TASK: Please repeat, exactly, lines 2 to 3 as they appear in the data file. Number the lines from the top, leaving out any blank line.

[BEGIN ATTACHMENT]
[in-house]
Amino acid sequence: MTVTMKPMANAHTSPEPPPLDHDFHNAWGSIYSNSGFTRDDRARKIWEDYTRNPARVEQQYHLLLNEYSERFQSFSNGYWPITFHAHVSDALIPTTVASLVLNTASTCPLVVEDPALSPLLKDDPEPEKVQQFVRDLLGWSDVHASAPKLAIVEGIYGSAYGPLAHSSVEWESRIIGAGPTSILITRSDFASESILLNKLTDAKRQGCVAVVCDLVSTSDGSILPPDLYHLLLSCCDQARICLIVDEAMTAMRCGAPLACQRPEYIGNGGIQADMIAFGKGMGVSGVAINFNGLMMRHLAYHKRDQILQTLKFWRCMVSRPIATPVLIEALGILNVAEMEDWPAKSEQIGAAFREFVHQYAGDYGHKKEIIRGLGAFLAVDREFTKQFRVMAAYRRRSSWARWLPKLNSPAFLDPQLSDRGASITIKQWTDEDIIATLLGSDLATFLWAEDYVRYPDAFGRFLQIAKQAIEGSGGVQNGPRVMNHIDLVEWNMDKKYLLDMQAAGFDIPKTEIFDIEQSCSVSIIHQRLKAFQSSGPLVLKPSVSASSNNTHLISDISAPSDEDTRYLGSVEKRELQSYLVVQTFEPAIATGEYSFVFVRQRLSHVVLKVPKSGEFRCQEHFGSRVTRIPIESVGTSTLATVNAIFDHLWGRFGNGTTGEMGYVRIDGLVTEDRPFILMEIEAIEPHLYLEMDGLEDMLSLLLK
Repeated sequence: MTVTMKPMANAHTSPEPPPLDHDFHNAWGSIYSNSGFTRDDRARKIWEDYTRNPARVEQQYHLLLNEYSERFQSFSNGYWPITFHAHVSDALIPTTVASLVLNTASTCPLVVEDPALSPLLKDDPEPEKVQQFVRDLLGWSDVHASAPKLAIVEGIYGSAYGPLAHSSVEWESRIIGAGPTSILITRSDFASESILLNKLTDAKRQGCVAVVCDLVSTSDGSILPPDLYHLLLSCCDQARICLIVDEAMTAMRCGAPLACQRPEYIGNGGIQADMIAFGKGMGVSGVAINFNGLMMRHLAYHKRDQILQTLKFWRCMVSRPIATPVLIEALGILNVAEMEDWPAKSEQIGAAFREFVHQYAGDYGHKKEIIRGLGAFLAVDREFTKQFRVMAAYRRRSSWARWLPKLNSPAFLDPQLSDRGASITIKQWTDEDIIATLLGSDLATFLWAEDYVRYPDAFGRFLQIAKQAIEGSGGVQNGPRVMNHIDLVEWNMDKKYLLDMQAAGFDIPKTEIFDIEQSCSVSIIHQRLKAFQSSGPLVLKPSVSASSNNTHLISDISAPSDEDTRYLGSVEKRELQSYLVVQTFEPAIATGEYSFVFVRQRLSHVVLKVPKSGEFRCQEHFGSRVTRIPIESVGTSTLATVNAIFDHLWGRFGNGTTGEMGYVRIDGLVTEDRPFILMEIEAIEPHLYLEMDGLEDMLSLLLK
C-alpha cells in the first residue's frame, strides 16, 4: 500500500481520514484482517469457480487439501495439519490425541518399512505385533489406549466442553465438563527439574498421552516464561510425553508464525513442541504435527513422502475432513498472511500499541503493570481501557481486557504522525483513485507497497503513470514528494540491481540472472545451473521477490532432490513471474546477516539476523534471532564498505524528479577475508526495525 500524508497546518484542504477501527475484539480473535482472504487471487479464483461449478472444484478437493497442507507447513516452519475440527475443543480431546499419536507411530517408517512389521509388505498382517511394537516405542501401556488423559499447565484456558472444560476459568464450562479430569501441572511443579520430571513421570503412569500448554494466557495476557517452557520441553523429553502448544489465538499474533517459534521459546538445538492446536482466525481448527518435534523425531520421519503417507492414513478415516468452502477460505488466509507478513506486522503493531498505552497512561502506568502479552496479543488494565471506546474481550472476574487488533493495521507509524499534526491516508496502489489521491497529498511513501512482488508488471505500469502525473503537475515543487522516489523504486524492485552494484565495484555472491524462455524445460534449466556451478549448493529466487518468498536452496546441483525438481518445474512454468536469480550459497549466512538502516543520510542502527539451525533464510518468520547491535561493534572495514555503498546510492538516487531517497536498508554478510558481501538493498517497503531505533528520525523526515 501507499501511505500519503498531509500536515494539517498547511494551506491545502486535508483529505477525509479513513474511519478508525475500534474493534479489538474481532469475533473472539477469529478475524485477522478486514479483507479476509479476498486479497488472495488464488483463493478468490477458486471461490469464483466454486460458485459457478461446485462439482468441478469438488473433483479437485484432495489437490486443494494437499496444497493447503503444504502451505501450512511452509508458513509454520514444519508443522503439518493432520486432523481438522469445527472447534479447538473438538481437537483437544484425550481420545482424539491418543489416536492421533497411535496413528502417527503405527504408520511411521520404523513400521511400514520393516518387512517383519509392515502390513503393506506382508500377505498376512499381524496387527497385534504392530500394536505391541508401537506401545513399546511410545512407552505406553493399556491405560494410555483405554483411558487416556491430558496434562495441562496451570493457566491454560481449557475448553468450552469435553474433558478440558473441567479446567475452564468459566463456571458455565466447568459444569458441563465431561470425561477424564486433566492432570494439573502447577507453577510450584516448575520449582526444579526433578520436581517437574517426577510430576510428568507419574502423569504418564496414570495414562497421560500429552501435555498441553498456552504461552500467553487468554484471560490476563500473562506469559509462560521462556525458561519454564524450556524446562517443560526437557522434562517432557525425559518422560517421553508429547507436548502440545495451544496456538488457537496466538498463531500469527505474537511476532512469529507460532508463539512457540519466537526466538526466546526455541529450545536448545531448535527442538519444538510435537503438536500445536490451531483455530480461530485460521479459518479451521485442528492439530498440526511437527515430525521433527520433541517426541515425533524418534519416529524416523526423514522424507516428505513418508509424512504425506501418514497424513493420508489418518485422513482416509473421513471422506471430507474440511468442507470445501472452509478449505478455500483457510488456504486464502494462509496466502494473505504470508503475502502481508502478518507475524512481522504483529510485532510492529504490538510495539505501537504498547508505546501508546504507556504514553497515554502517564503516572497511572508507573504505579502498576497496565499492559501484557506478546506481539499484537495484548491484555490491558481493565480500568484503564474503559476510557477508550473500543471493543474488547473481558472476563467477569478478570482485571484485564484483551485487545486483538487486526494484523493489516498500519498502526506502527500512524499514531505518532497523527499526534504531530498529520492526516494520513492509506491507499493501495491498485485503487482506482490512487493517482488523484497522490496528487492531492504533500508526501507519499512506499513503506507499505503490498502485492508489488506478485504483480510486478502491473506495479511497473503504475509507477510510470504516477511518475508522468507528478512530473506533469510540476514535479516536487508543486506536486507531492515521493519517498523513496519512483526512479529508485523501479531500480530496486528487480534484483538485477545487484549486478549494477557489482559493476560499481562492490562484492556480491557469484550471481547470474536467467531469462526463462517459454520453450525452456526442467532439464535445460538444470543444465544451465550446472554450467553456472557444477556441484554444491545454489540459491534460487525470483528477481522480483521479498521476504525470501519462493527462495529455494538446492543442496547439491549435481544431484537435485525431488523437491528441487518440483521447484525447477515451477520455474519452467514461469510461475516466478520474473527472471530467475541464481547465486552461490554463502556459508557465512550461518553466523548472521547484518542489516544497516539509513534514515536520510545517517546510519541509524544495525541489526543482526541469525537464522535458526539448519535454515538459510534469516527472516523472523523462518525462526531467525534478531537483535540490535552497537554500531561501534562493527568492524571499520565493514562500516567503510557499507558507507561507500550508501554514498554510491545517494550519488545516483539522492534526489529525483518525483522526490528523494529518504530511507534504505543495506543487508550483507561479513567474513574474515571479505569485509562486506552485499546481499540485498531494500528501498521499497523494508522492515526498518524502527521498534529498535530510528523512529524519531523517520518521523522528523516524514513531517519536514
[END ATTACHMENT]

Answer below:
Amino acid sequence: MTVTMKPMANAHTSPEPPPLDHDFHNAWGSIYSNSGFTRDDRARKIWEDYTRNPARVEQQYHLLLNEYSERFQSFSNGYWPITFHAHVSDALIPTTVASLVLNTASTCPLVVEDPALSPLLKDDPEPEKVQQFVRDLLGWSDVHASAPKLAIVEGIYGSAYGPLAHSSVEWESRIIGAGPTSILITRSDFASESILLNKLTDAKRQGCVAVVCDLVSTSDGSILPPDLYHLLLSCCDQARICLIVDEAMTAMRCGAPLACQRPEYIGNGGIQADMIAFGKGMGVSGVAINFNGLMMRHLAYHKRDQILQTLKFWRCMVSRPIATPVLIEALGILNVAEMEDWPAKSEQIGAAFREFVHQYAGDYGHKKEIIRGLGAFLAVDREFTKQFRVMAAYRRRSSWARWLPKLNSPAFLDPQLSDRGASITIKQWTDEDIIATLLGSDLATFLWAEDYVRYPDAFGRFLQIAKQAIEGSGGVQNGPRVMNHIDLVEWNMDKKYLLDMQAAGFDIPKTEIFDIEQSCSVSIIHQRLKAFQSSGPLVLKPSVSASSNNTHLISDISAPSDEDTRYLGSVEKRELQSYLVVQTFEPAIATGEYSFVFVRQRLSHVVLKVPKSGEFRCQEHFGSRVTRIPIESVGTSTLATVNAIFDHLWGRFGNGTTGEMGYVRIDGLVTEDRPFILMEIEAIEPHLYLEMDGLEDMLSLLLK
Repeated sequence: MTVTMKPMANAHTSPEPPPLDHDFHNAWGSIYSNSGFTRDDRARKIWEDYTRNPARVEQQYHLLLNEYSERFQSFSNGYWPITFHAHVSDALIPTTVASLVLNTASTCPLVVEDPALSPLLKDDPEPEKVQQFVRDLLGWSDVHASAPKLAIVEGIYGSAYGPLAHSSVEWESRIIGAGPTSILITRSDFASESILLNKLTDAKRQGCVAVVCDLVSTSDGSILPPDLYHLLLSCCDQARICLIVDEAMTAMRCGAPLACQRPEYIGNGGIQADMIAFGKGMGVSGVAINFNGLMMRHLAYHKRDQILQTLKFWRCMVSRPIATPVLIEALGILNVAEMEDWPAKSEQIGAAFREFVHQYAGDYGHKKEIIRGLGAFLAVDREFTKQFRVMAAYRRRSSWARWLPKLNSPAFLDPQLSDRGASITIKQWTDEDIIATLLGSDLATFLWAEDYVRYPDAFGRFLQIAKQAIEGSGGVQNGPRVMNHIDLVEWNMDKKYLLDMQAAGFDIPKTEIFDIEQSCSVSIIHQRLKAFQSSGPLVLKPSVSASSNNTHLISDISAPSDEDTRYLGSVEKRELQSYLVVQTFEPAIATGEYSFVFVRQRLSHVVLKVPKSGEFRCQEHFGSRVTRIPIESVGTSTLATVNAIFDHLWGRFGNGTTGEMGYVRIDGLVTEDRPFILMEIEAIEPHLYLEMDGLEDMLSLLLK